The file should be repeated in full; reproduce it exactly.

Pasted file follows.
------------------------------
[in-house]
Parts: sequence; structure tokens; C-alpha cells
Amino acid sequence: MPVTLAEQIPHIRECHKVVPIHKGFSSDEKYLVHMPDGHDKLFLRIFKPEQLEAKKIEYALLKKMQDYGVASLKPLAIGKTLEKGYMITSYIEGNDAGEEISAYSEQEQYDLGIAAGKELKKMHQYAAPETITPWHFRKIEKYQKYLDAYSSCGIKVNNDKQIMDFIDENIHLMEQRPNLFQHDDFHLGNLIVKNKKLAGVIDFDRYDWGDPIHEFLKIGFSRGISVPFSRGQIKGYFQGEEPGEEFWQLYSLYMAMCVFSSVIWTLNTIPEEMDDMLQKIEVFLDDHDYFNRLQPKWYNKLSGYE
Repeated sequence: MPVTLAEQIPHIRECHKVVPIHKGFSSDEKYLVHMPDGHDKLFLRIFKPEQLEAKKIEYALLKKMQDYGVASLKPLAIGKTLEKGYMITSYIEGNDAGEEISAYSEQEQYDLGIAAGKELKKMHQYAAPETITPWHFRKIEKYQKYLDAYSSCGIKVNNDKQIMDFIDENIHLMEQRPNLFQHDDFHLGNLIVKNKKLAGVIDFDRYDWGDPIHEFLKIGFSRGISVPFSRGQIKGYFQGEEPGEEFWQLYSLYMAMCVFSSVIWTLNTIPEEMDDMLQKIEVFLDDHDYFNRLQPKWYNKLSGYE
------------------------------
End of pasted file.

[in-house]
Parts: sequence; structure tokens; C-alpha cells
Amino acid sequence: MPVTLAEQIPHIRECHKVVPIHKGFSSDEKYLVHMPDGHDKLFLRIFKPEQLEAKKIEYALLKKMQDYGVASLKPLAIGKTLEKGYMITSYIEGNDAGEEISAYSEQEQYDLGIAAGKELKKMHQYAAPETITPWHFRKIEKYQKYLDAYSSCGIKVNNDKQIMDFIDENIHLMEQRPNLFQHDDFHLGNLIVKNKKLAGVIDFDRYDWGDPIHEFLKIGFSRGISVPFSRGQIKGYFQGEEPGEEFWQLYSLYMAMCVFSSVIWTLNTIPEEMDDMLQKIEVFLDDHDYFNRLQPKWYNKLSGYE
Repeated sequence: MPVTLAEQIPHIRECHKVVPIHKGFSSDEKYLVHMPDGHDKLFLRIFKPEQLEAKKIEYALLKKMQDYGVASLKPLAIGKTLEKGYMITSYIEGNDAGEEISAYSEQEQYDLGIAAGKELKKMHQYAAPETITPWHFRKIEKYQKYLDAYSSCGIKVNNDKQIMDFIDENIHLMEQRPNLFQHDDFHLGNLIVKNKKLAGVIDFDRYDWGDPIHEFLKIGFSRGISVPFSRGQIKGYFQGEEPGEEFWQLYSLYMAMCVFSSVIWTLNTIPEEMDDMLQKIEVFLDDHDYFNRLQPKWYNKLSGYE